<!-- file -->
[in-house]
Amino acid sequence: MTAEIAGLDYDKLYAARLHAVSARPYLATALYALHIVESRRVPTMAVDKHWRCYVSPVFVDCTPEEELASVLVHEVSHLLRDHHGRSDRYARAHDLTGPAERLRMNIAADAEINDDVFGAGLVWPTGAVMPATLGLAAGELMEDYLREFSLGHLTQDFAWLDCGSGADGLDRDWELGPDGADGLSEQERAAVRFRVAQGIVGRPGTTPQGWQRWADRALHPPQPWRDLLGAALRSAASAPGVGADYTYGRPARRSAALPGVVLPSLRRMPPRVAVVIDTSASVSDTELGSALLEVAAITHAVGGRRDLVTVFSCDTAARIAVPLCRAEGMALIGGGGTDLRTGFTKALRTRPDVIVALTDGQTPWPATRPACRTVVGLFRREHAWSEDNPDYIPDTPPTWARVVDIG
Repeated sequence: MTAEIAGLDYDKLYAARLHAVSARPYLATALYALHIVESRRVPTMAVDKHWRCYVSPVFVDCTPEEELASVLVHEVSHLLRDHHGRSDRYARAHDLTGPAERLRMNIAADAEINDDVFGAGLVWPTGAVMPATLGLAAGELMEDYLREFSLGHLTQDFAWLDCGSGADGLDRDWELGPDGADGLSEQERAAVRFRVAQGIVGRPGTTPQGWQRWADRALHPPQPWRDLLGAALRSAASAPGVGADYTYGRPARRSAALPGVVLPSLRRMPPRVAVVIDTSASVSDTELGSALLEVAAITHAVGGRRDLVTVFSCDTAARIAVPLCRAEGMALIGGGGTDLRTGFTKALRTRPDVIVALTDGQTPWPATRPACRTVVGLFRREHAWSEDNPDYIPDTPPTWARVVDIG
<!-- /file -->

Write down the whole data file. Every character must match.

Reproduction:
[in-house]
Amino acid sequence: MTAEIAGLDYDKLYAARLHAVSARPYLATALYALHIVESRRVPTMAVDKHWRCYVSPVFVDCTPEEELASVLVHEVSHLLRDHHGRSDRYARAHDLTGPAERLRMNIAADAEINDDVFGAGLVWPTGAVMPATLGLAAGELMEDYLREFSLGHLTQDFAWLDCGSGADGLDRDWELGPDGADGLSEQERAAVRFRVAQGIVGRPGTTPQGWQRWADRALHPPQPWRDLLGAALRSAASAPGVGADYTYGRPARRSAALPGVVLPSLRRMPPRVAVVIDTSASVSDTELGSALLEVAAITHAVGGRRDLVTVFSCDTAARIAVPLCRAEGMALIGGGGTDLRTGFTKALRTRPDVIVALTDGQTPWPATRPACRTVVGLFRREHAWSEDNPDYIPDTPPTWARVVDIG
Repeated sequence: MTAEIAGLDYDKLYAARLHAVSARPYLATALYALHIVESRRVPTMAVDKHWRCYVSPVFVDCTPEEELASVLVHEVSHLLRDHHGRSDRYARAHDLTGPAERLRMNIAADAEINDDVFGAGLVWPTGAVMPATLGLAAGELMEDYLREFSLGHLTQDFAWLDCGSGADGLDRDWELGPDGADGLSEQERAAVRFRVAQGIVGRPGTTPQGWQRWADRALHPPQPWRDLLGAALRSAASAPGVGADYTYGRPARRSAALPGVVLPSLRRMPPRVAVVIDTSASVSDTELGSALLEVAAITHAVGGRRDLVTVFSCDTAARIAVPLCRAEGMALIGGGGTDLRTGFTKALRTRPDVIVALTDGQTPWPATRPACRTVVGLFRREHAWSEDNPDYIPDTPPTWARVVDIG